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20 March 1998 Beyond third generation: a sensor-fusion targeting FLIR pod for the F/A-18
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The Navy and Marine Corps F/A-18 pilots state that the targeting FLIR system does not provide enough target definition and clarity. As a result, high altitude tactics missions are the most difficult due to the limited amount of time available to identify the target. If the targeting FLIR system had a better stand-off range and an improved target contrast then the pilots' task would be easier. Unfortunately, the replacement cost of the existing FLIR equipment is prohibitive. The purpose of this study is to modify the existing F/A-18 targeting FLIR system with a dual-band color sensor to improve target contrast and stand- off ranges. Methods: A non-real-time color sensor fusion system was flown on a NASA F/A-18 in a NITE Hawk targeting FLIR pod. Flight videotape was recorded from a third generation image intensified CCD and a first generation long-wave infrared sensor. A standard visual search task was used to assess whether pilots' situational awareness was improved by combining the two sensor videotape sequences into a single fused color or grayscale representation. Results: Fleet aviators showed that color fusion improved target detection, but hindered situational awareness. Aviators reported the lack of color constancy caused the scene to be unaesthetically pleasing; however, target detection was enhanced. Conclusion: A color fusion scene may benefit targeting applications but hinder situational awareness.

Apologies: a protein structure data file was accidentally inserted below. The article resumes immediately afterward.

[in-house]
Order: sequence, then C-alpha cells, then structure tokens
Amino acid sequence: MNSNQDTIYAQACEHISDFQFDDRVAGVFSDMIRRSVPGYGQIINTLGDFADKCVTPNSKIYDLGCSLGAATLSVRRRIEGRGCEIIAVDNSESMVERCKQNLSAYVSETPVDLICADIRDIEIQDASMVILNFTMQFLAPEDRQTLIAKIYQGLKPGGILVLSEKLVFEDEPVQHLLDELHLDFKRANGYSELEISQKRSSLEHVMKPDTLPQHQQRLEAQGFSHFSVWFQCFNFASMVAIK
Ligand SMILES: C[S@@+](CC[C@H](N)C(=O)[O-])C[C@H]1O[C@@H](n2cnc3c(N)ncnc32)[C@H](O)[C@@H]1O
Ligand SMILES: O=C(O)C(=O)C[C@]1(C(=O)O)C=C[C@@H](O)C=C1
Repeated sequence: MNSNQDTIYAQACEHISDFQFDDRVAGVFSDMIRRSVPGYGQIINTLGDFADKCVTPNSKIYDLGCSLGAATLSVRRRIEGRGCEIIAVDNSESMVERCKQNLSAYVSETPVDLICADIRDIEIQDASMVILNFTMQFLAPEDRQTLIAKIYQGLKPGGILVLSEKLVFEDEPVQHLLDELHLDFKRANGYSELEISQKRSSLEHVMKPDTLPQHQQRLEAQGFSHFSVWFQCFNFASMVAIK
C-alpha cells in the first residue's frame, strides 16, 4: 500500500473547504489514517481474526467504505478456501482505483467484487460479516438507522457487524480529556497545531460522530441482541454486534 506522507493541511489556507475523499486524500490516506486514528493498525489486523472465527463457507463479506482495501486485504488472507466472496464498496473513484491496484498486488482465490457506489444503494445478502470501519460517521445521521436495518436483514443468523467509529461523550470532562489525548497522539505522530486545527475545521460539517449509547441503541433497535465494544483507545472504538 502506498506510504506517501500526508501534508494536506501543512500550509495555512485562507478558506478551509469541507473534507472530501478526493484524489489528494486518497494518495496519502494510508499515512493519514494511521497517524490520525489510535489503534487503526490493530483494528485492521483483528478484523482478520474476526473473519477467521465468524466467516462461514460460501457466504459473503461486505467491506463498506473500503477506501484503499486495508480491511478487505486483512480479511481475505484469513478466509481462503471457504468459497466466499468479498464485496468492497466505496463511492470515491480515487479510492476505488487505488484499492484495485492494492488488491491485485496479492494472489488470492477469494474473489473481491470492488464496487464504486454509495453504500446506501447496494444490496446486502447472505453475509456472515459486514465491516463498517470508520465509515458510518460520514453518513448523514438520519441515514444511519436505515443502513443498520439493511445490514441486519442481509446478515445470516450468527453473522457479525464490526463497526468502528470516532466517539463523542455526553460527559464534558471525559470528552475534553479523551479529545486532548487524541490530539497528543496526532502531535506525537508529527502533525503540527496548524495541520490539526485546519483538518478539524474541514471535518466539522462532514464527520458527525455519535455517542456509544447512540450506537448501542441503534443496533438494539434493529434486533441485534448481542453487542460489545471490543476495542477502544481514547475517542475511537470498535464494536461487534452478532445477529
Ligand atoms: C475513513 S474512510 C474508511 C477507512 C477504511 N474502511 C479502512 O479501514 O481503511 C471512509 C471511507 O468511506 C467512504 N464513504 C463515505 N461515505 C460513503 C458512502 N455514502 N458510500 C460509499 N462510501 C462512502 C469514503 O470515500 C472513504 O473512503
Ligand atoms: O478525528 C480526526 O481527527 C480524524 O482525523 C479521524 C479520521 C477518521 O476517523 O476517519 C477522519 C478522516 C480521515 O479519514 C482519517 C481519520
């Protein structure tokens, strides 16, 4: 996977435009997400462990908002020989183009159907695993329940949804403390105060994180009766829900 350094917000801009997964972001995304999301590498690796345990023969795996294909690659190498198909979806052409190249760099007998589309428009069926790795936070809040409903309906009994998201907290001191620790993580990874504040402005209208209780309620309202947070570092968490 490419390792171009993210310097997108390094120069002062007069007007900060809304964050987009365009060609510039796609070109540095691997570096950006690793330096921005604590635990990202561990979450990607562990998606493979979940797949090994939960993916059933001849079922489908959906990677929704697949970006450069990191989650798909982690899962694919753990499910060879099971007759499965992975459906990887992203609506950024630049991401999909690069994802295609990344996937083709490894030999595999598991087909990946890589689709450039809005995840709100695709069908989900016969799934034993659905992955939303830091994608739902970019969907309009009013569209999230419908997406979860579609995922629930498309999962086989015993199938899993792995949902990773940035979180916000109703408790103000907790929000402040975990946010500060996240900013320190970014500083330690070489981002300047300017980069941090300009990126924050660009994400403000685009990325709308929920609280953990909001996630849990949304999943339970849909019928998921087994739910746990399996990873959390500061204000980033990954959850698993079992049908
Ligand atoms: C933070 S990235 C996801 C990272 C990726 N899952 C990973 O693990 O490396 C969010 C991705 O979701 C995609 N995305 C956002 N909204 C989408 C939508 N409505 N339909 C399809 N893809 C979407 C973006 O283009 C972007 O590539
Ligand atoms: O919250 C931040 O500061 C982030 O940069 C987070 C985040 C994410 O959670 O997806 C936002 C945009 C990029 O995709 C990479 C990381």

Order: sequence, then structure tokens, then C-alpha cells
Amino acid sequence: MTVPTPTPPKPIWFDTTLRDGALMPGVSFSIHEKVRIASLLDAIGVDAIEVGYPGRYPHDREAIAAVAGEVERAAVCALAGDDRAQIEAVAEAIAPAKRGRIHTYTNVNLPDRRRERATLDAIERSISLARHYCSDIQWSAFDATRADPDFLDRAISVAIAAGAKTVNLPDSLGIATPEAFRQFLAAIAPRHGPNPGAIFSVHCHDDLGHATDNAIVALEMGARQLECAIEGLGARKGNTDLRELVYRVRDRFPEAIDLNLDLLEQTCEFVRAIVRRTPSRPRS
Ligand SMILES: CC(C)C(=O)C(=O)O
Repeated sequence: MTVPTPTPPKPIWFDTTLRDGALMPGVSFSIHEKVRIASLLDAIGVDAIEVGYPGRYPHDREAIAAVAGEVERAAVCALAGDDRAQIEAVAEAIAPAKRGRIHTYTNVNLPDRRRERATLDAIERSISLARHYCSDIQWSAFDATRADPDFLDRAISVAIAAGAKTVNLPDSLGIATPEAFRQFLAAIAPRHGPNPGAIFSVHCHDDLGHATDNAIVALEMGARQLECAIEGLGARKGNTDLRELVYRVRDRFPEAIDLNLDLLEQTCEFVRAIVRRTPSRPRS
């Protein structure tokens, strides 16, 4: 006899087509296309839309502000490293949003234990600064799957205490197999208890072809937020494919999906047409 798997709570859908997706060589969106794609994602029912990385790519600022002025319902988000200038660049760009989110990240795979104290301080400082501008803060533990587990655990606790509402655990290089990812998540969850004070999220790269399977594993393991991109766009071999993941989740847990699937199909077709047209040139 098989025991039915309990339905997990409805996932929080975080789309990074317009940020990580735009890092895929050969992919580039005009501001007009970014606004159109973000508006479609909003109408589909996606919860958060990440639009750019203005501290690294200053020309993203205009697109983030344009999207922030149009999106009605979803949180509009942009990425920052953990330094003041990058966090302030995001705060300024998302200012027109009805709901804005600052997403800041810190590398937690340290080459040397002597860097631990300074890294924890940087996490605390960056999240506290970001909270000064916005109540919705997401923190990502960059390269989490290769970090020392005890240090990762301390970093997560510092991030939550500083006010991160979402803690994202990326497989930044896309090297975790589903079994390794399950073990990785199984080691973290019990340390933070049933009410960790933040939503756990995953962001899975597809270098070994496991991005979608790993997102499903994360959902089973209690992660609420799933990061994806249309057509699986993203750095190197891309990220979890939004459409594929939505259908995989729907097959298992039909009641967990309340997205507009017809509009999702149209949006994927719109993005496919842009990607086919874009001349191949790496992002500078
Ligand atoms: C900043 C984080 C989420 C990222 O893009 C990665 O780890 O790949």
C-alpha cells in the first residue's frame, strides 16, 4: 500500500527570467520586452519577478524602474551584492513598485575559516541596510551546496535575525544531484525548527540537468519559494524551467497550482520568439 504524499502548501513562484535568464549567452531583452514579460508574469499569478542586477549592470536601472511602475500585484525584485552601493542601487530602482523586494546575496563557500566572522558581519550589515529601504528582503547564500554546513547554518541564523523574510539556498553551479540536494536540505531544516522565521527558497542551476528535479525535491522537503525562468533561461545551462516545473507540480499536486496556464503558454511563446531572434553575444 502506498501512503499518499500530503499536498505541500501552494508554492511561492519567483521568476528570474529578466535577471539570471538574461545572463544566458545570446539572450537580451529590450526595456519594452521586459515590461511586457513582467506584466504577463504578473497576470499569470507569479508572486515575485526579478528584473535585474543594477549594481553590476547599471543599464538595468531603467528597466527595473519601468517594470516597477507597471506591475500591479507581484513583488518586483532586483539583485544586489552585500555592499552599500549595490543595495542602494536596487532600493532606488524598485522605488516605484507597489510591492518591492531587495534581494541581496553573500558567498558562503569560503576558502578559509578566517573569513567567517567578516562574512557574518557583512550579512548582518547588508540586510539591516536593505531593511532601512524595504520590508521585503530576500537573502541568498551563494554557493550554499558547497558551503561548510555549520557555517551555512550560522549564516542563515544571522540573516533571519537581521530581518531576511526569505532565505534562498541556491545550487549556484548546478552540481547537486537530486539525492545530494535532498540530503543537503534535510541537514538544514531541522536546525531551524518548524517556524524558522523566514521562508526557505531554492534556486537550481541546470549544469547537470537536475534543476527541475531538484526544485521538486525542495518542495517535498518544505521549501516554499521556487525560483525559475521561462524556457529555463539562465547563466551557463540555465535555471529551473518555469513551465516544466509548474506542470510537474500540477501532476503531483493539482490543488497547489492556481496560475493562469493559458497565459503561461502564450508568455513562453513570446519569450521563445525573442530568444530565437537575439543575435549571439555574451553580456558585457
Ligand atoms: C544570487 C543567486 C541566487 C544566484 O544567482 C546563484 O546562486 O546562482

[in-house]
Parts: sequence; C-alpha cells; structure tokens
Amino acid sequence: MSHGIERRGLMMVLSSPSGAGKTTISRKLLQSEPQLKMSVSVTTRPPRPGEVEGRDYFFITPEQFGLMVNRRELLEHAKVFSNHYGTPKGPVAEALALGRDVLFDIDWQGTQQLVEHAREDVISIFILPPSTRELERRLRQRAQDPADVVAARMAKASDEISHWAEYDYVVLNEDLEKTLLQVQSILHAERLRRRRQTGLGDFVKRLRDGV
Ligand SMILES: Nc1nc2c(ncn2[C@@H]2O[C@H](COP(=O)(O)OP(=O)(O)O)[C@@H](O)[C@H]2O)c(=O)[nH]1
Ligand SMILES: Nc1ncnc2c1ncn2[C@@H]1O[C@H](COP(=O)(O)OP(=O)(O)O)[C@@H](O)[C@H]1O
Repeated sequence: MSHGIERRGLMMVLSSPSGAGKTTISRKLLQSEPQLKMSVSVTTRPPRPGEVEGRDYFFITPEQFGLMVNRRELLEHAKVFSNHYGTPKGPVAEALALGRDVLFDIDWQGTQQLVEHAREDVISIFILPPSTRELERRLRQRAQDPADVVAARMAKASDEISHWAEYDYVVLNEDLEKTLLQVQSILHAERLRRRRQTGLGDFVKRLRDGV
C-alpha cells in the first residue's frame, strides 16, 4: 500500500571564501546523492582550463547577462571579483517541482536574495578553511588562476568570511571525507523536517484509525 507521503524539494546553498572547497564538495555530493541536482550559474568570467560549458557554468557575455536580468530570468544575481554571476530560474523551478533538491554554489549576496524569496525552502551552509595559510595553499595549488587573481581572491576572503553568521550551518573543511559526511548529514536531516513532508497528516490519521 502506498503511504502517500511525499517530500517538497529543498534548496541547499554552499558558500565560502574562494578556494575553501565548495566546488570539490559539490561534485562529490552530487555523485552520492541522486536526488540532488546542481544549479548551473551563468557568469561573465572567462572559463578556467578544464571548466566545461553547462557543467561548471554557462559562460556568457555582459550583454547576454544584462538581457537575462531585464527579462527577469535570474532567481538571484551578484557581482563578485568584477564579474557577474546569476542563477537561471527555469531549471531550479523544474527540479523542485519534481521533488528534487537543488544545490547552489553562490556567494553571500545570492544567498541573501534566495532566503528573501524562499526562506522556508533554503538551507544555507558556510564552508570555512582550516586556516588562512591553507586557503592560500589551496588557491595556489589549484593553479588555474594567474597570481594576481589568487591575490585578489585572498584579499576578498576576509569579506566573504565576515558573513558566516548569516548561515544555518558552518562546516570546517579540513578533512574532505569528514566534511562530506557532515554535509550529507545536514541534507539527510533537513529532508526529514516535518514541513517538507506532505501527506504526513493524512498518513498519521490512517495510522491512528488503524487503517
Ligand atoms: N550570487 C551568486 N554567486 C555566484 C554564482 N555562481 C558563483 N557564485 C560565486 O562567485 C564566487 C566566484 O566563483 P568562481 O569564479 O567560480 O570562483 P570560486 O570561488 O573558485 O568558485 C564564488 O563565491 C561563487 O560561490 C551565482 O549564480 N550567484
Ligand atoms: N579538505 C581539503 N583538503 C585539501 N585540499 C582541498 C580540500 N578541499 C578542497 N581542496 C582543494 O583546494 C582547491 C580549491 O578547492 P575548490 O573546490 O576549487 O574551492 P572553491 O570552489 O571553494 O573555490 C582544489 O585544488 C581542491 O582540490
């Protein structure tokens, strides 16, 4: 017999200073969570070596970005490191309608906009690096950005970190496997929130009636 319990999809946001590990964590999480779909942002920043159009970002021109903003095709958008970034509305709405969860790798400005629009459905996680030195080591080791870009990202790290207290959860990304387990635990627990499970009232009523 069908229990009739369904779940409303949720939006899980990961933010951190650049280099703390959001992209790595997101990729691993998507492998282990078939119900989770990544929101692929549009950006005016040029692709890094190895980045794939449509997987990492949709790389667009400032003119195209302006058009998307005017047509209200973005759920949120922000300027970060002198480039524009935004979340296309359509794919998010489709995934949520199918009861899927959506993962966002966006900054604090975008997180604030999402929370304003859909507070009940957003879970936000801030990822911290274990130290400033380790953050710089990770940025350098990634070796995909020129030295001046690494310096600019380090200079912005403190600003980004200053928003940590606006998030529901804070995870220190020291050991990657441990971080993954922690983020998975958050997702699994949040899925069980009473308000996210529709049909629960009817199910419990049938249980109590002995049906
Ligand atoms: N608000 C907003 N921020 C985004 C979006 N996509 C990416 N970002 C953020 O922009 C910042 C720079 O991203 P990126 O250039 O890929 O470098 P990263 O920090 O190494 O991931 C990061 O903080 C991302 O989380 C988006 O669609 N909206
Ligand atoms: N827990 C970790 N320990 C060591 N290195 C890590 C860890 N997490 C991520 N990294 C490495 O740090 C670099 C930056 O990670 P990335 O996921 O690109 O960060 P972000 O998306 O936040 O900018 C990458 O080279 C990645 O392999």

© (1998) COPYRIGHT Society of Photo-Optical Instrumentation Engineers (SPIE). Downloading of the abstract is permitted for personal use only.
William K. Krebs, Dean A. Scribner, Geoffrey M. Miller, James S. Ogawa, and Jonathon M. Schuler "Beyond third generation: a sensor-fusion targeting FLIR pod for the F/A-18", Proc. SPIE 3376, Sensor Fusion: Architectures, Algorithms, and Applications II, (20 March 1998);


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